The caregiving role unfolds over time as the caregiver takes on greater responsibility--helping with everyday household affairs, personal care and decisions. Caregiving involves an identity change process. At some point, the person providing care begins to identify himself or herself as a caregiver in addition to being a wife, a son or other kind of relationship. The journey is different for each person in terms of when and how we begin to identify ourselves as caregivers. Caregivers who are providing assistance for a short period of time may never see themselves as a caregiver, while those providing care for years may see themselves and act more like a caregiver than spouse or adult child. This is reflected in a statement repeated by many adult children: "I feel as if I'm the parent now and not the child." They have assumed a caregiving identity and lost their identity as an adult child to their parent.

Personal rules and expectations play an important part in how we each feel about what we are doing in the caregiving role. Montgomery and Kosloski find caregivers experience increased levels of stress when a mismatch occurs between what they are doing and what they think they should be doing on behalf of the individual receiving care. Often, the source of distress is not the activity itself, but how the caregiver feels about it.

The first step to lowering caregiver distress is to identify its source. Once this happens, caregivers can work toward reaching a new comfort level. A number of strategies have been shown to help reduce caregiver distress:

  1. Adjusting or modifying the expectations we have of ourselves.
  2. Changing what we are currently doing--perhaps by making room to let others help or by letting go of some current responsibilities.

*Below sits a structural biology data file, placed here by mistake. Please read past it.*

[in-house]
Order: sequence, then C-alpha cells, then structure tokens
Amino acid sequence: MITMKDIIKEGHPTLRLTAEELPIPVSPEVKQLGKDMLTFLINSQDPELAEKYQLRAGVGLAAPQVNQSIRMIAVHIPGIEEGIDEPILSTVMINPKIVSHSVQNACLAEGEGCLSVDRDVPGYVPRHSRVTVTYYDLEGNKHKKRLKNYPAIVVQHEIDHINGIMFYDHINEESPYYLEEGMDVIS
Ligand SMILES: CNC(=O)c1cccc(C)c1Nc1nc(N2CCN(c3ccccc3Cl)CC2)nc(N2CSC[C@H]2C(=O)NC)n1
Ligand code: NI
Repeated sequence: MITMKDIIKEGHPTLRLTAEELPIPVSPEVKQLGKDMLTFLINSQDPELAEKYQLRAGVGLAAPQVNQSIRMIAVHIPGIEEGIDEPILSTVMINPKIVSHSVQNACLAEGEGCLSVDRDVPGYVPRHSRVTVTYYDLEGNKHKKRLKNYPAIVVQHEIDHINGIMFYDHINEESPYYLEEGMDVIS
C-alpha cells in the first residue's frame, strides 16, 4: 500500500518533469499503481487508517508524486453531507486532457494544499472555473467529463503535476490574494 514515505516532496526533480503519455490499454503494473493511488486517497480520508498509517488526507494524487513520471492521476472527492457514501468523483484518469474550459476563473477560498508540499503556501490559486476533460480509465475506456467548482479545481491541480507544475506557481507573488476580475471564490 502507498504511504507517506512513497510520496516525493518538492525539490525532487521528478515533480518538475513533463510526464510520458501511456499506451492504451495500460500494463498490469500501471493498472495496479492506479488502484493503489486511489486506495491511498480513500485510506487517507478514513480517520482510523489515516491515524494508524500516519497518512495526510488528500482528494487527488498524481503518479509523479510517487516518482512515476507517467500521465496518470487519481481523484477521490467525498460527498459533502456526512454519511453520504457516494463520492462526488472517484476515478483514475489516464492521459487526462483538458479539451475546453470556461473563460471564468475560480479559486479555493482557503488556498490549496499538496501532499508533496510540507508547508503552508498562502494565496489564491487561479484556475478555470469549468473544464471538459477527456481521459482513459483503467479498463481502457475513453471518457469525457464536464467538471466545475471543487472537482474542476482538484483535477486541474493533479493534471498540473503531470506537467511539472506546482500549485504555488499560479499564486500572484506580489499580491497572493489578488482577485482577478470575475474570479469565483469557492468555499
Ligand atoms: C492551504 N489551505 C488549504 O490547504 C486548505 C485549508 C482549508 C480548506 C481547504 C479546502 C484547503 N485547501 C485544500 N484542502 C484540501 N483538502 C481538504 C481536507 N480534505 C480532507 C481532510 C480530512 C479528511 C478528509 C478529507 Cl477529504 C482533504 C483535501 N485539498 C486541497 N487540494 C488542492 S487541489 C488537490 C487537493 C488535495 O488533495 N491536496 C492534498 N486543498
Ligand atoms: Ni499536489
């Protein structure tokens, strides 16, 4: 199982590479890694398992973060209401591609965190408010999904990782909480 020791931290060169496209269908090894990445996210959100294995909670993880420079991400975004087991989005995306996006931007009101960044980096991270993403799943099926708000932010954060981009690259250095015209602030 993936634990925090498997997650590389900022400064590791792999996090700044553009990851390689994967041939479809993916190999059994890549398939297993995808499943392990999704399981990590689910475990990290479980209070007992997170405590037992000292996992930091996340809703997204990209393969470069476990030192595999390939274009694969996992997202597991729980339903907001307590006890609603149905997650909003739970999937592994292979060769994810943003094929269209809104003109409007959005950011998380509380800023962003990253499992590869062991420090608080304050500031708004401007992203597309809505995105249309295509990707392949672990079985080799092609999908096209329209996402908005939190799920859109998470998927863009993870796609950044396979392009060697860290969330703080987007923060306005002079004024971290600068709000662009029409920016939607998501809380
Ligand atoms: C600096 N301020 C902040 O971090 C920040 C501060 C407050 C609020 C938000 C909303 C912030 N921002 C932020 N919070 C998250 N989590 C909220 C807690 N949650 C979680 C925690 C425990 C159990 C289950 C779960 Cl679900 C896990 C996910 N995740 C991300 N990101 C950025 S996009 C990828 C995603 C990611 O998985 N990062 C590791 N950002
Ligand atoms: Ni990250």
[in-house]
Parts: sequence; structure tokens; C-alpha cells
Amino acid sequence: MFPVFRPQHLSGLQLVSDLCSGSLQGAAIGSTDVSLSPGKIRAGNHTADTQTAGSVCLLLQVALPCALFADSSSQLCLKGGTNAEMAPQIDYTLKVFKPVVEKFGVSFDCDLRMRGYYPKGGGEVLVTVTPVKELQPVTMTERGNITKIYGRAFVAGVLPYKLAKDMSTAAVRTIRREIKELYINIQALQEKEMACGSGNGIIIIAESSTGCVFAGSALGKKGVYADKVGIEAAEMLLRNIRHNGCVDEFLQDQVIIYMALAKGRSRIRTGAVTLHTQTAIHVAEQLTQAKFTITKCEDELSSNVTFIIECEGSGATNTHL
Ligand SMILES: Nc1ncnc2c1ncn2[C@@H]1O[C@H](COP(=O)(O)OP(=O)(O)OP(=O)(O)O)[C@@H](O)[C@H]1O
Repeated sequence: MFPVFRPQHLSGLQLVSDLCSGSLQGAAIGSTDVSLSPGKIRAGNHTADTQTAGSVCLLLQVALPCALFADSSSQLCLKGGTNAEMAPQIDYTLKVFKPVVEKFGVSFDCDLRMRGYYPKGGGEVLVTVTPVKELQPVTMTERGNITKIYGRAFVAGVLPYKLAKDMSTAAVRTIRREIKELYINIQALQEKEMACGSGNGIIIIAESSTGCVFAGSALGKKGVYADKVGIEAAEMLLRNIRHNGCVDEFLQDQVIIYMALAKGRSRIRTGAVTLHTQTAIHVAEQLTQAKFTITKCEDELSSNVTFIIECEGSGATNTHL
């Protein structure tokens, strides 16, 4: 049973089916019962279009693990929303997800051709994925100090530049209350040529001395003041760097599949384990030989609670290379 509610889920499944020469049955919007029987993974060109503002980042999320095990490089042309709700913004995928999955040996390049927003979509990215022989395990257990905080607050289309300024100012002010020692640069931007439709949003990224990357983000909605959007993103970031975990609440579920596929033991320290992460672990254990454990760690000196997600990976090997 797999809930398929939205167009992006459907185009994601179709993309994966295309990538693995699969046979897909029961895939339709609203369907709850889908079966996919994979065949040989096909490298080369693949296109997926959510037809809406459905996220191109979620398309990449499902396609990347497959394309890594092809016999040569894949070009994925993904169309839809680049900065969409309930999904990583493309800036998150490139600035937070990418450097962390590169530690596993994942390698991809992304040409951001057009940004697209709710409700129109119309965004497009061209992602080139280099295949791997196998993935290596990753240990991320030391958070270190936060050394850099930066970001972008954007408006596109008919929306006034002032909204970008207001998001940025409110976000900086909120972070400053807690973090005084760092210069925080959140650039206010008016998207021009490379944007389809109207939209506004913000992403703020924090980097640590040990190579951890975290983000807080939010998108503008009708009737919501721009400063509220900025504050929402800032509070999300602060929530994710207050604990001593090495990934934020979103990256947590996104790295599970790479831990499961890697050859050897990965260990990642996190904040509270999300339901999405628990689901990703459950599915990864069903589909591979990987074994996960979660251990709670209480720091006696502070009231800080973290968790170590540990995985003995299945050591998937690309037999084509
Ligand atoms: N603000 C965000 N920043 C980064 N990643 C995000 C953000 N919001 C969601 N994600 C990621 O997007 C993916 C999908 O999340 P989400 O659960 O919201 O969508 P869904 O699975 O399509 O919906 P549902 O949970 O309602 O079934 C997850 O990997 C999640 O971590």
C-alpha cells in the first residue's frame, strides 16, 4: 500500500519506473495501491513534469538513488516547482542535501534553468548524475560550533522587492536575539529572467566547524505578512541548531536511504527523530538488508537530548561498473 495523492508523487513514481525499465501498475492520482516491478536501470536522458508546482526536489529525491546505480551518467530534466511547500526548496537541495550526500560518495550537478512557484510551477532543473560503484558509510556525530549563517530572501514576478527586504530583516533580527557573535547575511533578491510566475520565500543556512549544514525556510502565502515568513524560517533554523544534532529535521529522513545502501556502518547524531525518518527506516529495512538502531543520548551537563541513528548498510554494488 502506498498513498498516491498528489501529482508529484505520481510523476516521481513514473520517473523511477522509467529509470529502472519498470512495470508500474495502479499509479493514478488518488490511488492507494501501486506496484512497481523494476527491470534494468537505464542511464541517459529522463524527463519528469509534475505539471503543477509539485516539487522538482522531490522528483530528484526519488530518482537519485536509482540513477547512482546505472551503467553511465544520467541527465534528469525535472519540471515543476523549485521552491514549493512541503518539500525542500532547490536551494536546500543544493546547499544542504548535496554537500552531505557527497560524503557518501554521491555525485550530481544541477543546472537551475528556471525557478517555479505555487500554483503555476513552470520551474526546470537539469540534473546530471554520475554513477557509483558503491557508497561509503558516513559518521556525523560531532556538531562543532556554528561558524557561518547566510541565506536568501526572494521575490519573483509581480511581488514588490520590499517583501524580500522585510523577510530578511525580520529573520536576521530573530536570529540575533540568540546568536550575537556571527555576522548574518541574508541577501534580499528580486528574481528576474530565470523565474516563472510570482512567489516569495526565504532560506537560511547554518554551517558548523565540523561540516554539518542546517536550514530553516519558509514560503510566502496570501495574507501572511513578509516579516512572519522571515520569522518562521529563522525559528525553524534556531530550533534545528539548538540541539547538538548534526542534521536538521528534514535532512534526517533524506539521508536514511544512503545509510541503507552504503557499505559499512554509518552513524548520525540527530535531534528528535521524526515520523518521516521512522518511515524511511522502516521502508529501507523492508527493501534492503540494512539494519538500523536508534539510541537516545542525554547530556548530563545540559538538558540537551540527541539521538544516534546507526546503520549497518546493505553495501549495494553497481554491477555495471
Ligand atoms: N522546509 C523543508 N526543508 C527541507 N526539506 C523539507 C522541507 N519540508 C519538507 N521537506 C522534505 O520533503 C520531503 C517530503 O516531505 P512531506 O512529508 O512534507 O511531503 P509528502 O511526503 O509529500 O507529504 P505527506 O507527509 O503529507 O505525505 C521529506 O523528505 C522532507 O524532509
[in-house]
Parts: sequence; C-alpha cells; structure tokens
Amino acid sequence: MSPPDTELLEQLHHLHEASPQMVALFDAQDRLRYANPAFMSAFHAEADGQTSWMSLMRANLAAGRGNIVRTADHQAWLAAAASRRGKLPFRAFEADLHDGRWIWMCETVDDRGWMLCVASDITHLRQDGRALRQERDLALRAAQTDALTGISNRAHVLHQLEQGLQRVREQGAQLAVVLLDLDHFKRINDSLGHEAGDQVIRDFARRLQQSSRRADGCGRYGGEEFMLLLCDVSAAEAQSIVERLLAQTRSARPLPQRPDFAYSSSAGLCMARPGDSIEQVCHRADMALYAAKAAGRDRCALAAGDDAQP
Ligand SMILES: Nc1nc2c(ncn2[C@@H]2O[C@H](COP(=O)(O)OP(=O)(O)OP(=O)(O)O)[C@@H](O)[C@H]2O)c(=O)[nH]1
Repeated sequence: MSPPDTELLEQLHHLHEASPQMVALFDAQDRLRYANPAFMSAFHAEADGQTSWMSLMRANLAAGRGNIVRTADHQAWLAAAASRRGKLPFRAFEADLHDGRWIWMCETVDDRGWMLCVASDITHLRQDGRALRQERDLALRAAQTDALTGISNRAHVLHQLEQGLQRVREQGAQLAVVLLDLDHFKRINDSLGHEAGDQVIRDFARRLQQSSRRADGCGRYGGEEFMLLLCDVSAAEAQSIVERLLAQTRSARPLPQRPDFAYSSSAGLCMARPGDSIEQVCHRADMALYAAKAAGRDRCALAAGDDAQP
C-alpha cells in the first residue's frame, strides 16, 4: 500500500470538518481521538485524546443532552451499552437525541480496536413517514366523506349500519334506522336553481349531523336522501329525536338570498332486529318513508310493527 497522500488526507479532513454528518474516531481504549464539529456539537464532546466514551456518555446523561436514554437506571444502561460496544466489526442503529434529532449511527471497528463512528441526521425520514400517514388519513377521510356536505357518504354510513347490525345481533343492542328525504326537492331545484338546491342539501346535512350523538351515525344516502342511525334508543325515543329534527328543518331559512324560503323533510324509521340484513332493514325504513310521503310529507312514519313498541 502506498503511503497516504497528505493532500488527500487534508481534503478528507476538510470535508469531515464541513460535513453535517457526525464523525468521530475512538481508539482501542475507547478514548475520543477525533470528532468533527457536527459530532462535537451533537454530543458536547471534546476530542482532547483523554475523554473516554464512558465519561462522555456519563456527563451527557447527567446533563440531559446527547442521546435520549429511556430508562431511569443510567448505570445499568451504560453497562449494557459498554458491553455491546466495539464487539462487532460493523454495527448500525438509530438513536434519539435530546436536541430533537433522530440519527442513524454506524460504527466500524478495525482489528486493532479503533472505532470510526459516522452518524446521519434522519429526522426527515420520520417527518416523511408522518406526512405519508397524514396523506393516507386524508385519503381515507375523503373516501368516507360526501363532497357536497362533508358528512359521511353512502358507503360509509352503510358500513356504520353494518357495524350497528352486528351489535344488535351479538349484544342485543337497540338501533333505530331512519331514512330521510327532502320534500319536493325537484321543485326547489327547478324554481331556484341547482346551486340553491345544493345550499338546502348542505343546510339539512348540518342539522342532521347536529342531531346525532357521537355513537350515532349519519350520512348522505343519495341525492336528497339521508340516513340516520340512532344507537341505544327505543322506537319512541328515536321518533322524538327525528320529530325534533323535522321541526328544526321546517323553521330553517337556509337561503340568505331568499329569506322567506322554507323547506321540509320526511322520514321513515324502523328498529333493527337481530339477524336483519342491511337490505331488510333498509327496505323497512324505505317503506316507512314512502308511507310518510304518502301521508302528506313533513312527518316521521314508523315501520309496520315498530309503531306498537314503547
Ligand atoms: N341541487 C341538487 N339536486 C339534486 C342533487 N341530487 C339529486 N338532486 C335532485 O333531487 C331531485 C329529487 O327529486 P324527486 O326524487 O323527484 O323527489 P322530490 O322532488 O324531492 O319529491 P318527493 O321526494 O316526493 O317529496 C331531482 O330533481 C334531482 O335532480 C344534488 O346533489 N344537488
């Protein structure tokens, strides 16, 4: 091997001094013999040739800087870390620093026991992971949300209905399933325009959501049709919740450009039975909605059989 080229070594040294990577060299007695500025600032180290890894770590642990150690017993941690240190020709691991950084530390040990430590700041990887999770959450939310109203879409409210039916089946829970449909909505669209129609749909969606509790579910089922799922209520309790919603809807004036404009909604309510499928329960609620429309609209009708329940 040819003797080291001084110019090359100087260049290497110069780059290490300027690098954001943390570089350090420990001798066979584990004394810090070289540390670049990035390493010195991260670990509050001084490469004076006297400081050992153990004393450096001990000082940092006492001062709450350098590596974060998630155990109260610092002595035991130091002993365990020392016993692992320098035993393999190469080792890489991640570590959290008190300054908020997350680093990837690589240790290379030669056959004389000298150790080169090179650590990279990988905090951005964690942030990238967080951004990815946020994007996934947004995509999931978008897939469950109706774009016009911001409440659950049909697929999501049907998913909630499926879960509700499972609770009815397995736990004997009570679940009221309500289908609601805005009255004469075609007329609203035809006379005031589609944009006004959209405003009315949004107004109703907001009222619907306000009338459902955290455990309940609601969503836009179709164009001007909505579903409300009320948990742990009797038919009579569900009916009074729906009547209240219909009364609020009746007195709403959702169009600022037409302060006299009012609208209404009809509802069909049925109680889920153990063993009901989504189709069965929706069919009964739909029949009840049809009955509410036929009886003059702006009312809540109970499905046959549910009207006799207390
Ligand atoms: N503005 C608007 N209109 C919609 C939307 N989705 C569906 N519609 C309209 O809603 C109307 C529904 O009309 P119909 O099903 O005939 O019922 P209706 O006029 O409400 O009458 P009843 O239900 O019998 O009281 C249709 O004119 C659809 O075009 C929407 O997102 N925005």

3. Changing the way we view or judge our own actions.

Share Your Caregiving Journey With Others Through Research

Leage of Experienced Family Caregivers

Montgomery and Kosloski’s research on the differences in caregiving experiences continues to move forward with the help of a national caregiver registry called the League of Experienced Family Caregivers (see http://www.familycaregivers.uwm.edu). The purpose of the League is to help create better services and resources to support family caregivers. Caregivers share their knowledge and insights by completing brief questionnaires in one of three ways--telephone interviews, mail-in surveys or online.

More than 1,000 caregivers are currently enrolled. The research has identified 22 different categories or pathways of caregiving experiences. These have been further distilled into six broad groups of caregivers. Each is derived from a different set of circumstances. Caregiving experiences are likely to change over time as one moves through the caregiving journey. Thus, a person can move from one category to another.

Caregiver Journey Stories-Do Any Describe You?

What is your caregiving experience like so far? Take a look at the caregiver stories in the upper right hand corner of this page to find the caregiver experience that most closely matches your own at this point in time.



What is your caregiving experience like so far? Take a look at the following stories to find the caregiver experience that most closely matches your own at this point in time.


Click Here to download a complete version of "Caregiving is Different for Everyone" in Adobe PDF.